Using the most capable technology also helps. Using limited tools is a major barrier preventing companies from integrating their planning efforts; spreadsheets in particular are a major culprit. Our research reveals that across the spectrum of corporate planning activities, seven out of 10 organizations use spreadsheets to manage their planning processes. Tidemark’s common planning platform for individual departmental and functional plans, plus built-in analytics and reporting and its focus on ease of use, provides a compelling reason to switch from spreadsheets. Also, compared to using spreadsheets, Tidemark’s applications can make the planning process far more interactive by utilizing in-memory processing to speed calculations. When even complex planning models with large data sets can be run in seconds or less, senior executives and managers can quickly assess the impact of alternative courses of action in terms of their impacts on key operating metrics, not just revenue and income. Furthermore, having the means to engage in a structured conversation with direct reports can help executives implement strategy and manage their organization more effectively.
Integrated business planning applications are changing the conversation from a finance-centric approach to one that supports planning operations and finance in parallel. Companies that are dissatisfied with their current approach to business planning and are looking to improve important aspects of it including accuracy, insight, speed and alignment should consider dedicated business planning tools. When they do that, they should consider the kind of software that will enable them to support a better process. We recommend that they include Tidemark in their evaluation.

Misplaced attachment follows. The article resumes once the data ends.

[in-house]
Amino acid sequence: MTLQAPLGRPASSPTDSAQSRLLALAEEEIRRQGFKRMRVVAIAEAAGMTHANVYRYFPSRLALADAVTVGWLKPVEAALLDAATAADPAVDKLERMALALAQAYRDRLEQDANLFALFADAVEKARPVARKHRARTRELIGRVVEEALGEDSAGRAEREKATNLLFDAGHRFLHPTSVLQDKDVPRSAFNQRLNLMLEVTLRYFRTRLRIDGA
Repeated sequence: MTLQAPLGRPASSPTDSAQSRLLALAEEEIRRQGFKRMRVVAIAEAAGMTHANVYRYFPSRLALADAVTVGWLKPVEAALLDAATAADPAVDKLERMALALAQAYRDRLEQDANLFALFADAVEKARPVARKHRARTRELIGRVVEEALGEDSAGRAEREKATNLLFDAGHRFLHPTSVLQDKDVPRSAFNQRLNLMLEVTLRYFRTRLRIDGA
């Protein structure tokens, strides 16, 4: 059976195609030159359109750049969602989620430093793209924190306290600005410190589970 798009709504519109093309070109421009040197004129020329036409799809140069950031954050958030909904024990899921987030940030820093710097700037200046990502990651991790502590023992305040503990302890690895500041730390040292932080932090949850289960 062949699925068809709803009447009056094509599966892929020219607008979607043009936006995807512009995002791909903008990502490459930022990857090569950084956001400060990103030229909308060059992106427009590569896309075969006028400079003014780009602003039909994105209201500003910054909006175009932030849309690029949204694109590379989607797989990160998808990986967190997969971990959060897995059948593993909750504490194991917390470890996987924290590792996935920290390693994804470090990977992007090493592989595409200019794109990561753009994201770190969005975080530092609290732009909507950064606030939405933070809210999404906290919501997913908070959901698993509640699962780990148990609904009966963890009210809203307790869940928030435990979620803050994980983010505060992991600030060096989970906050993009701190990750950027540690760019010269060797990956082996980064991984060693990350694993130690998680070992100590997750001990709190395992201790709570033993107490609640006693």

Robert Kugel – SVP Research
IBM’s Vision user conference brings together customers who use its software for financial and sales performance management (FPM and SPM, respectively) as well as governance, risk management and compliance (GRC). Analytics is a technology that can enhance each of these activities. The recent conference and many of its sessions highlighted IBM’s growing emphasis on making more sophisticated analytics easier to use by – and therefore more useful to – general business users and their organizations. The shift is important because the IT industry has spent a quarter of a century trying to make enterprise reporting (that is, descriptive analytics) suitable for an average individual to use with limited training. Today the market for reporting, dashboards and performance management software is saturated and largely a commodity, so the software industry – and IBM in particular – is turning its attention to the next frontier: predictive and prescriptive analytics. Prescriptive analytics holds particular promise for IBM’s analytics portfolio.